The History of Water Filtration
Because water is vital to our health, it’s been a critical focal point for ancient and modern civilizations. Nearly all settlements have traditionally clustered around water sources, which usually require some type of purification to remove harmful microorganisms and unwanted substances. Throughout history, humans have used a variety of techniques to filter out impurities, with advancements often coinciding with humanity’s expansion throughout the world.
Water treatment documentation dates back over 4000 years, when most civilizations boiled and strained their water to eliminate unwanted substances. Around 500 B.C., the first known domestic filter appeared when the Greek scientist Hippocrates invented the so-called Hippocratic sleeve, which consisted of a simple cloth back filter.
The Egyptians (400 A.D.)
During the third and fourth Century, the Egyptians purified their drinking water using a variety of methods. To eliminate harmful bacteria, they boiled the water, heated it in the sun, or submerged hot iron into it. They also filtered impurities from their water by sifting it through sand and gravel.
Over the next several centuries, filtration techniques changed very little until 1627, when Sir Robert Bacon made considerable advancements with sand filtration to eliminate salt from seawater.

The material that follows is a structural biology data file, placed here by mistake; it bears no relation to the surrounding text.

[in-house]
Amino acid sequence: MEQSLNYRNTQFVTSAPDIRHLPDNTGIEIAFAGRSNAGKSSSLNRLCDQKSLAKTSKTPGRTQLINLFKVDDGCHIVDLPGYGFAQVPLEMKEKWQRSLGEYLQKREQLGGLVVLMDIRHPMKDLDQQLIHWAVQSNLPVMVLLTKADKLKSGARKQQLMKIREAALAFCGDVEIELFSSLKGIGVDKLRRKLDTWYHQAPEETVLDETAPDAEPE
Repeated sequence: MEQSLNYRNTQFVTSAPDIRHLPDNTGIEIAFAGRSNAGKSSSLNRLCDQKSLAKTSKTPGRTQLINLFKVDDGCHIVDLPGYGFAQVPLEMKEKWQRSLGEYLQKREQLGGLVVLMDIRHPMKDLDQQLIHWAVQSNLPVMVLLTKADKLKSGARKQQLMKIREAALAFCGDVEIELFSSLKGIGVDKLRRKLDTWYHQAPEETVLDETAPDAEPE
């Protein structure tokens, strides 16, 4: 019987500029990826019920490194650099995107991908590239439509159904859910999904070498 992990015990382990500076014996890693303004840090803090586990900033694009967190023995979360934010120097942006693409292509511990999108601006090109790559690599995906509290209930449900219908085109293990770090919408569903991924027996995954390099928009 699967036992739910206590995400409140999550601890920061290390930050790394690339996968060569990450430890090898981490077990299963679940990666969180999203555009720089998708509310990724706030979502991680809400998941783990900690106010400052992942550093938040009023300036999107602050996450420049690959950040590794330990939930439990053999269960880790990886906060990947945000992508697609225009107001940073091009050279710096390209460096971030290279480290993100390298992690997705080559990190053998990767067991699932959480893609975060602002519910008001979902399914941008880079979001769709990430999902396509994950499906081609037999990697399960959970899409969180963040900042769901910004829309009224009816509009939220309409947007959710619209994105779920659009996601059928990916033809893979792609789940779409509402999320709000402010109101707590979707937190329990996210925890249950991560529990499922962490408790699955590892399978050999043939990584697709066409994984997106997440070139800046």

By the 18th Century, the development of the microscope had given scientists new insight into the countless microorganisms present in water. In turn, many nations began using filters made of charcoal, sponge, and wool to eliminate unwanted organisms and particles.
Mid-way through the 19th Century, British scientist John Snow made a profound discovery when he determined that cholera was transmitted through water. After several experiments, he also found that chlorine could be used to purify contaminated water, resulting in the use of chlorination as a popular form of water purification.
By the 20th Century, most developed countries had established regulations that set minimum standards of water quality. This prompted the development of the advanced filtration methods we use today.
Modern Whole House Water Filtration
Modern technology allows water treatment facilities to effectively eliminate the majority of harmful substances from public drinking water. At the same time, many Americans also enjoy access to affordable private filtration systems, which make water even cleaner and better tasting.